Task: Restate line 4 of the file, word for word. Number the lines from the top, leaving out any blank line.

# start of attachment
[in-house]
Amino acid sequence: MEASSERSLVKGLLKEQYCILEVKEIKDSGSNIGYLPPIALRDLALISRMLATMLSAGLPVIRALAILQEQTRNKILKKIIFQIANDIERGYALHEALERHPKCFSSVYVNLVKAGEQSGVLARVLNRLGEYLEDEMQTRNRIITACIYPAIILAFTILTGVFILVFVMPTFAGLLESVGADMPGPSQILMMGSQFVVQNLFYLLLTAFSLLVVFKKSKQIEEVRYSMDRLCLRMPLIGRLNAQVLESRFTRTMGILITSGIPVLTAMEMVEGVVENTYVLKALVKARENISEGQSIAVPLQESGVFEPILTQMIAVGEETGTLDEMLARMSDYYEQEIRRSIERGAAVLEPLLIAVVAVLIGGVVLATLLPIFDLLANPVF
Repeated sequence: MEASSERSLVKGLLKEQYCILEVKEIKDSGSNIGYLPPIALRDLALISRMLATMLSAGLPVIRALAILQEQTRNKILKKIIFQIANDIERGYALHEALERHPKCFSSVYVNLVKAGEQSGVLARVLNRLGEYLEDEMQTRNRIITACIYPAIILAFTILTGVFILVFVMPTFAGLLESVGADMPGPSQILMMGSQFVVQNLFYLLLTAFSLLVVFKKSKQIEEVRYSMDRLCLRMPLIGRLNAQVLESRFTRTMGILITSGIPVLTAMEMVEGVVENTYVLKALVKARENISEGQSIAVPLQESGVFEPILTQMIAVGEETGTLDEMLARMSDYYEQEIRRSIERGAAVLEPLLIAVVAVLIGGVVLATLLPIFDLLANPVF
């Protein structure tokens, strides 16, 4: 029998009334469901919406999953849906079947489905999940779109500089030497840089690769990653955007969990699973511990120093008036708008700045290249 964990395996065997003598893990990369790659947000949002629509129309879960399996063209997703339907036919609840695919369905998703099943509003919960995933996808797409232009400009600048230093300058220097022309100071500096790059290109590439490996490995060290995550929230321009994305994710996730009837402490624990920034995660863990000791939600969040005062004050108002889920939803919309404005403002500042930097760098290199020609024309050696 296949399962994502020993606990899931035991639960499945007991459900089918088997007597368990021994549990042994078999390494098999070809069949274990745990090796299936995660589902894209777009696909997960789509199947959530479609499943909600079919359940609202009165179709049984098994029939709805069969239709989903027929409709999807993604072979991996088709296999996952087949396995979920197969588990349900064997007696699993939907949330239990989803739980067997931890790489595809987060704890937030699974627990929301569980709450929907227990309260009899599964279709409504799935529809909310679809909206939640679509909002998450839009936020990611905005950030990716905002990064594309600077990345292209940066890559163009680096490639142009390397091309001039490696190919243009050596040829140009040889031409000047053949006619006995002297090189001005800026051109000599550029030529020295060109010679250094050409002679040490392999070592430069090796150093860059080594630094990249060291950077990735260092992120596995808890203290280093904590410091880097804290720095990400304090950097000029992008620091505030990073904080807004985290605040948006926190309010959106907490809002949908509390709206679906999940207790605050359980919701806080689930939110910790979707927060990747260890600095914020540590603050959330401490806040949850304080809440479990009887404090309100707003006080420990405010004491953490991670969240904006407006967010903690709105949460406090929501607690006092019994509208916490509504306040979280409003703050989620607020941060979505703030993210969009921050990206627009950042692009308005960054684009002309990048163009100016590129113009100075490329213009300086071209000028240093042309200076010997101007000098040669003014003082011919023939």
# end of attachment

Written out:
């Protein structure tokens, strides 16, 4: 029998009334469901919406999953849906079947489905999940779109500089030497840089690769990653955007969990699973511990120093008036708008700045290249 964990395996065997003598893990990369790659947000949002629509129309879960399996063209997703339907036919609840695919369905998703099943509003919960995933996808797409232009400009600048230093300058220097022309100071500096790059290109590439490996490995060290995550929230321009994305994710996730009837402490624990920034995660863990000791939600969040005062004050108002889920939803919309404005403002500042930097760098290199020609024309050696 296949399962994502020993606990899931035991639960499945007991459900089918088997007597368990021994549990042994078999390494098999070809069949274990745990090796299936995660589902894209777009696909997960789509199947959530479609499943909600079919359940609202009165179709049984098994029939709805069969239709989903027929409709999807993604072979991996088709296999996952087949396995979920197969588990349900064997007696699993939907949330239990989803739980067997931890790489595809987060704890937030699974627990929301569980709450929907227990309260009899599964279709409504799935529809909310679809909206939640679509909002998450839009936020990611905005950030990716905002990064594309600077990345292209940066890559163009680096490639142009390397091309001039490696190919243009050596040829140009040889031409000047053949006619006995002297090189001005800026051109000599550029030529020295060109010679250094050409002679040490392999070592430069090796150093860059080594630094990249060291950077990735260092992120596995808890203290280093904590410091880097804290720095990400304090950097000029992008620091505030990073904080807004985290605040948006926190309010959106907490809002949908509390709206679906999940207790605050359980919701806080689930939110910790979707927060990747260890600095914020540590603050959330401490806040949850304080809440479990009887404090309100707003006080420990405010004491953490991670969240904006407006967010903690709105949460406090929501607690006092019994509208916490509504306040979280409003703050989620607020941060979505703030993210969009921050990206627009950042692009308005960054684009002309990048163009100016590129113009100075490329213009300086071209000028240093042309200076010997101007000098040669003014003082011919023939």